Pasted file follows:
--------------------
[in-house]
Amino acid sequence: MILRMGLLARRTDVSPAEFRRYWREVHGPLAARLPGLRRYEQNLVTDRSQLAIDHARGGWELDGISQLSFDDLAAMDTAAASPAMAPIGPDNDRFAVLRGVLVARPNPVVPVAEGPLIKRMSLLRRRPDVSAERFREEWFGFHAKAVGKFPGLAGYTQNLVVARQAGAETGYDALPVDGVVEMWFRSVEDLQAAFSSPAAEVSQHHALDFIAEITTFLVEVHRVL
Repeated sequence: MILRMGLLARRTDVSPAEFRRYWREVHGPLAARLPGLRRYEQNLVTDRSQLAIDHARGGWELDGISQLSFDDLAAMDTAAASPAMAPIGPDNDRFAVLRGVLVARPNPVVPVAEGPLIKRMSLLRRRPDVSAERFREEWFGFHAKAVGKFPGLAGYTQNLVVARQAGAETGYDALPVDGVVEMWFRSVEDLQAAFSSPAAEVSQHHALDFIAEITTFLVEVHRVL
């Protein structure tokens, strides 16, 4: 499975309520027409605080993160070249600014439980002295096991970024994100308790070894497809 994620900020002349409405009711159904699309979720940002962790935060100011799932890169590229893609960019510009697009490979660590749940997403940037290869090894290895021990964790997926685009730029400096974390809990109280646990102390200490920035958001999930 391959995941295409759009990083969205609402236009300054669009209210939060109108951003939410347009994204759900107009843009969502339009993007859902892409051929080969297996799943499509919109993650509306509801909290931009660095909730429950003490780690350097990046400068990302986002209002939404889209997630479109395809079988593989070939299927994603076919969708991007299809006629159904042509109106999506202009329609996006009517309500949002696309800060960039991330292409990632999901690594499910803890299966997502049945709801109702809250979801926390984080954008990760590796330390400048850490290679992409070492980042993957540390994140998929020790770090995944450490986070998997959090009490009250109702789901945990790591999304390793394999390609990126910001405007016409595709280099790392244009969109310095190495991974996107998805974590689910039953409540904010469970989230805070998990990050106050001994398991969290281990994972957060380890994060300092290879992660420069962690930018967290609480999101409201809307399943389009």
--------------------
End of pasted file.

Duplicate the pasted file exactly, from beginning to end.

[in-house]
Amino acid sequence: MILRMGLLARRTDVSPAEFRRYWREVHGPLAARLPGLRRYEQNLVTDRSQLAIDHARGGWELDGISQLSFDDLAAMDTAAASPAMAPIGPDNDRFAVLRGVLVARPNPVVPVAEGPLIKRMSLLRRRPDVSAERFREEWFGFHAKAVGKFPGLAGYTQNLVVARQAGAETGYDALPVDGVVEMWFRSVEDLQAAFSSPAAEVSQHHALDFIAEITTFLVEVHRVL
Repeated sequence: MILRMGLLARRTDVSPAEFRRYWREVHGPLAARLPGLRRYEQNLVTDRSQLAIDHARGGWELDGISQLSFDDLAAMDTAAASPAMAPIGPDNDRFAVLRGVLVARPNPVVPVAEGPLIKRMSLLRRRPDVSAERFREEWFGFHAKAVGKFPGLAGYTQNLVVARQAGAETGYDALPVDGVVEMWFRSVEDLQAAFSSPAAEVSQHHALDFIAEITTFLVEVHRVL
């Protein structure tokens, strides 16, 4: 499975309520027409605080993160070249600014439980002295096991970024994100308790070894497809 994620900020002349409405009711159904699309979720940002962790935060100011799932890169590229893609960019510009697009490979660590749940997403940037290869090894290895021990964790997926685009730029400096974390809990109280646990102390200490920035958001999930 391959995941295409759009990083969205609402236009300054669009209210939060109108951003939410347009994204759900107009843009969502339009993007859902892409051929080969297996799943499509919109993650509306509801909290931009660095909730429950003490780690350097990046400068990302986002209002939404889209997630479109395809079988593989070939299927994603076919969708991007299809006629159904042509109106999506202009329609996006009517309500949002696309800060960039991330292409990632999901690594499910803890299966997502049945709801109702809250979801926390984080954008990760590796330390400048850490290679992409070492980042993957540390994140998929020790770090995944450490986070998997959090009490009250109702789901945990790591999304390793394999390609990126910001405007016409595709280099790392244009969109310095190495991974996107998805974590689910039953409540904010469970989230805070998990990050106050001994398991969290281990994972957060380890994060300092290879992660420069962690930018967290609480999101409201809307399943389009």